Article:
The first town walls of Głubczyce, consisting of an earth rampart, a moat and a palisade, were built in the second quarter of the 13th century. Starting from the south-east to the west, the system was supported the Psina river and marsh floodplain. In 1275, king Ottokar II confirmed old town rights and gave the city of Głubczyce a new law, which was called the Głubczyce Law. The granted legal status was accelerated by the construction of the city’s stone fortifications, begun in the third quarter of the 13th century. Soon after, it was fully surrounded by a defensive wall.
In 1436, the prince of Racibórz, Nicholas, attacked and plundered the town. This first conquest of the city could be a reason for townspeople to repair and modernize the fortifications. In 1476 a great fire destroyed the entire Głubczyce. Fires took place again in 1481 and 1603. They destroyed the timber elements of the fortifications: the roofs of city gates and towers, guard porches. With the development of firearms, gradually the medieval defensive walls lost their importance. During the Thirty Years’ War, the town was additionally secured with earth ramparts. Their construction caused a change of the area directly adjacent to the town walls and destroyed part of the of Upper and Lower suburbs. In the nineteenth century, the city gates were demolished to expand the entry into the city, and in the 20th century, avenues were established within the river’s backwaters.
The town wall was made of clay slate, it was 5-6 meters high and 2-3 meters wide. The addition of up to 1.8 meters of crenellation gave a total height of about 9 meters, a typical height of medieval town walls. The fortifications surrounded a 16-hectare space with about 226 houses. The circumference of the walls had the outline of an irregular oval resembling an equilateral triangle.
The Głubczyce defense walls were reinforced with 22 towers, three gatehouses and a moat. Seven towers were built on a semi-circular projection, and 12 on an unusual pointed projection. Originally they had a conical roofs covered with shingles, which was located above the guard porch. In the 15th century or at the turn of the 15th and the 16th centuries, some of them were rebuilt and raised, some topped with a dome at the top. The largest number of towers, as many as 9, had a section of walls between the Upper Gate and the Monastery Gate. Between the gates of Monastery and the Lower Gate there were 3 towers, while the longest of the sections of the wall, between the Lower Gate and the Upper, had only 7 towers. The distance between the towers on individual sections of the wall depended on natural factors. The southern part of the town was adjacent to the backwaters of the Psina river and the swamp area, whereas the vicinity of the Upper Gate up to the Grobnicka Gate was a clay land area that crossed a narrow strip of wetland near the town.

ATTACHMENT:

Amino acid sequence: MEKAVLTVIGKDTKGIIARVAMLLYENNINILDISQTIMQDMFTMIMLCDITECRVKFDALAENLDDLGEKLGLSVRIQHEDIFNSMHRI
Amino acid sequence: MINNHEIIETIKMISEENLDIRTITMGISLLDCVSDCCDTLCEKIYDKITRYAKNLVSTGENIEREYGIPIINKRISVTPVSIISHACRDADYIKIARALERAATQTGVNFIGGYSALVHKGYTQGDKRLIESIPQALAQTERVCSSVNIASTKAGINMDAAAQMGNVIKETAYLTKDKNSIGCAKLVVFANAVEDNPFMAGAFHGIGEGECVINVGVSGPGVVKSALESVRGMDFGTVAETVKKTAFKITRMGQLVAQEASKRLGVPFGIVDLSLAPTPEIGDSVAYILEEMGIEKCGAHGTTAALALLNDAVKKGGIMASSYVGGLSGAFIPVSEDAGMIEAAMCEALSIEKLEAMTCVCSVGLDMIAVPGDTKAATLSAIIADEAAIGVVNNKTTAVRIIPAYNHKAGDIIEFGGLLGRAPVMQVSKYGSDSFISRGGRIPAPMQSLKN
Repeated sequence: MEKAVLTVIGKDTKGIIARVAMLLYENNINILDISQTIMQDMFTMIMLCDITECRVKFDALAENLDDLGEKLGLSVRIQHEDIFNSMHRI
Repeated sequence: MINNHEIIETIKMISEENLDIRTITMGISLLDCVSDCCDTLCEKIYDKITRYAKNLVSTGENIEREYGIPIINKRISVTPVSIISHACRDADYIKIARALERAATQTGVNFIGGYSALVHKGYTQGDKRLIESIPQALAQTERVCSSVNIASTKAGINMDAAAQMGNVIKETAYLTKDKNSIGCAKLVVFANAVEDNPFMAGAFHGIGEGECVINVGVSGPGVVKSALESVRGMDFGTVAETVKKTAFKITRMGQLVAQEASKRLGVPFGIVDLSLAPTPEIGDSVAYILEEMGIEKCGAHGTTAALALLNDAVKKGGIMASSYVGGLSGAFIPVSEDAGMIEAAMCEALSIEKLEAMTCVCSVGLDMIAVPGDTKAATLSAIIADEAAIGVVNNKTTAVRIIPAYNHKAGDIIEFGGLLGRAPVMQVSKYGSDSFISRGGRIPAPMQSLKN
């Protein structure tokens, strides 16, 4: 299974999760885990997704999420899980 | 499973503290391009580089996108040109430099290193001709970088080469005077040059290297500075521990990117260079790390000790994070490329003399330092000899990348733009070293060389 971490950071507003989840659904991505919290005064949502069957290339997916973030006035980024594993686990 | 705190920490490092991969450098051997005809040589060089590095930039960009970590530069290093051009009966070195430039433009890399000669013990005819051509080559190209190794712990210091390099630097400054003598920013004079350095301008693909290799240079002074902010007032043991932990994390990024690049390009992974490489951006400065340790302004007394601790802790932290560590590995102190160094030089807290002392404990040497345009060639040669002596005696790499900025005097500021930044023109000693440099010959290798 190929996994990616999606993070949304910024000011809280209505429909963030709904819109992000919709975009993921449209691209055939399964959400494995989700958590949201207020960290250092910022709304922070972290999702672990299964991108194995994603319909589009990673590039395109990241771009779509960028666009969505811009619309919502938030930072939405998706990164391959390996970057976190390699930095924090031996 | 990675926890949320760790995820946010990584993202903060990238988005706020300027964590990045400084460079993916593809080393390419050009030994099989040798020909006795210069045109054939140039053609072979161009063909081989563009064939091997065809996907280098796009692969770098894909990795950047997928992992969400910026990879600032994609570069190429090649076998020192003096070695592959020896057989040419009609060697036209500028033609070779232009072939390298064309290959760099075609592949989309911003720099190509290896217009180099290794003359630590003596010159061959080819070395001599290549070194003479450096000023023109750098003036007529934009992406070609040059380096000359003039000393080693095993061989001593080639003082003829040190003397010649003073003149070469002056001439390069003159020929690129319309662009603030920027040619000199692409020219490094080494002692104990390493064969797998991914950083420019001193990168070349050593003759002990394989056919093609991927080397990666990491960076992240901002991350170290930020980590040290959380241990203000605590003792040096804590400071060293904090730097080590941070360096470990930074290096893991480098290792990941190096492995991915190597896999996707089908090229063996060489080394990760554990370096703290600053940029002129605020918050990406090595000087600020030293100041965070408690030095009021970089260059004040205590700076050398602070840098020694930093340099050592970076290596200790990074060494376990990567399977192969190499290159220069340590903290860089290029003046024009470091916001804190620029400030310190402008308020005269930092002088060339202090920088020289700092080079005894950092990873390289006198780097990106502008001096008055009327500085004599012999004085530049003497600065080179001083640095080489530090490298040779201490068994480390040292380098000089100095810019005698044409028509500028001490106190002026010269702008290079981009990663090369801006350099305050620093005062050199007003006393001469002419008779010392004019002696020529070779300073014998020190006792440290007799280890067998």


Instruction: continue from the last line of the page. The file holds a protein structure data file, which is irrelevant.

To the town led the Grobnicka Gate (or Monastery), standing near the Franciscan church, the Upper Gate (Nyska) and the Lower Gate (Opawska). The Upper Gate located in the northern part of the city walls, compared to the towers of the other city gates, was tall, monumental and could compete with the towers of the gothic parish church. The gate also had wooden, metal-framed doors and a portcullis. In the room above the entrance was a gunpowder magazine and a mechanism that activated the portcullis. From the outside of the city, all the gates were additionally strengthened by a foregates made of a short neck and an additional tower with passage.
The outer zone of defense constituted swamps and backwaters of the Psina river from the south and southeast, which waters fed the town moat, protecting the city from the west and north. In the 14th century, two ponds were created, which further strengthened the outer zone of the town. Washerwoman Pond was located from the south-west and was divided by a dyke where the bridge was located. It used the natural course of the river, which influenced it and flowed south from the Grobnicka Gate. The second pond, known as Monastery, was located on the north-eastern side of the town and was also naturally powered with water from the stream.
Webpage muzeum.powiatglubczycki.pl, Głubczyckie mury obronne.